|Sequester Might Delay Justice for 9/11 Suspect|
|Sarah Parnass||Apr 8, 2013, 7:43 PM|
Sequestration budget cuts could stand between Osama bin Laden's son-in-law, Suleiman Abu Gaith, and a trial on American soil timed almost to match up with the anniversary of the September 11 attacks.
Judge Lewis Kaplan today said Abu Gaith could go on trial in federal court in Manhattan as early as September of this year, around the anniversary of the 9/11 attacks the suspect lauded in al-Qaeda videos. Gaith's lawyer protested, saying a September start might be too soon, because of sequester cuts to public defenders.
The judge said it would be unfortunate if sequestration issues interfered with a trial of this importance, and he agreed to appoint other lawyers to assist the federal defenders service.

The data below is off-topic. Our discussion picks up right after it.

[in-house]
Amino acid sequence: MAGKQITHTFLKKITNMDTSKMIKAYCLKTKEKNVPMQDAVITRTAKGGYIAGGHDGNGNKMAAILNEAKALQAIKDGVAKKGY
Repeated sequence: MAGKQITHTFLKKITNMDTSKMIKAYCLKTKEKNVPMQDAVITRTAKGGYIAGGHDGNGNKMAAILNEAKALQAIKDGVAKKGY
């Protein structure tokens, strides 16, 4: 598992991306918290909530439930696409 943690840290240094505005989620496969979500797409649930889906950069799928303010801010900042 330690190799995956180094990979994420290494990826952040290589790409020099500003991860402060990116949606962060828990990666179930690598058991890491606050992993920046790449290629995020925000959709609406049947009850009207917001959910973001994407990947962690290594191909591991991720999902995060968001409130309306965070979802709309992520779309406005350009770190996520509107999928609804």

The U.S. court system stands to lose almost $350 million to sequester cuts. Last month Judge Julia Gibbons, chair of the Judicial Conference Budget Committee, testified that leaving sequestration as is would "have a devastating effect on federal court operations nationwide."
"We believe we have done all we can to minimize the impacts of sequestration but a cut of this magnitude, particularly so late in the fiscal year, will affect every facet of court operations and impact the general public as well as individuals and businesses looking for relief in the courts," Gibbons told the House subcommittee on financial services and general government of the appropriations committee.
She warned the courts could face up to 2,000 layoffs or furloughs before September.
"In our defender services program, federal defender attorney staffing levels will decline which could result in delays in appointing defense counsel for defendants," Gibbons said.
Last week, the results of furloughs became visible as a federal public defenders' office in Maryland all but shut down, while elsewhere, some agencies have managed to delay staffing cuts until mid-April or later.
Republicans have criticized the president for his administration's decision to try Abu Gaith in a federal court, instead of a military tribunal at Guantanamo Bay.
ABC's Aaron Katersky and Ariane de Vogue contributed to this report.